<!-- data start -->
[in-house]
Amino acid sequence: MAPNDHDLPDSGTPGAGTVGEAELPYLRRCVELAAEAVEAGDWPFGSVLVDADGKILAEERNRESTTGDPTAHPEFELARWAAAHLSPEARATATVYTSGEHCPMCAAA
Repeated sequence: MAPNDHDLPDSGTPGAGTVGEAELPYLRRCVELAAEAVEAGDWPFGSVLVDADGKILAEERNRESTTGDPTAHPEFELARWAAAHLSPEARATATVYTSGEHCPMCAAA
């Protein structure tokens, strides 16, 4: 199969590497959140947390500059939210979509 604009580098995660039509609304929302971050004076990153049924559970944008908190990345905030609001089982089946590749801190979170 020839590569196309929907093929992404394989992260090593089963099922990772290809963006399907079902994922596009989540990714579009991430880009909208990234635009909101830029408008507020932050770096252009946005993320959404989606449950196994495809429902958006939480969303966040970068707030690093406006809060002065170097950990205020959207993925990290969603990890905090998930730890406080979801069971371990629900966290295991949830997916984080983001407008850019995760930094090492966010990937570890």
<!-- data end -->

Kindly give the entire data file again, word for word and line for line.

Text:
[in-house]
Amino acid sequence: MAPNDHDLPDSGTPGAGTVGEAELPYLRRCVELAAEAVEAGDWPFGSVLVDADGKILAEERNRESTTGDPTAHPEFELARWAAAHLSPEARATATVYTSGEHCPMCAAA
Repeated sequence: MAPNDHDLPDSGTPGAGTVGEAELPYLRRCVELAAEAVEAGDWPFGSVLVDADGKILAEERNRESTTGDPTAHPEFELARWAAAHLSPEARATATVYTSGEHCPMCAAA
């Protein structure tokens, strides 16, 4: 199969590497959140947390500059939210979509 604009580098995660039509609304929302971050004076990153049924559970944008908190990345905030609001089982089946590749801190979170 020839590569196309929907093929992404394989992260090593089963099922990772290809963006399907079902994922596009989540990714579009991430880009909208990234635009909101830029408008507020932050770096252009946005993320959404989606449950196994495809429902958006939480969303966040970068707030690093406006809060002065170097950990205020959207993925990290969603990890905090998930730890406080979801069971371990629900966290295991949830997916984080983001407008850019995760930094090492966010990937570890």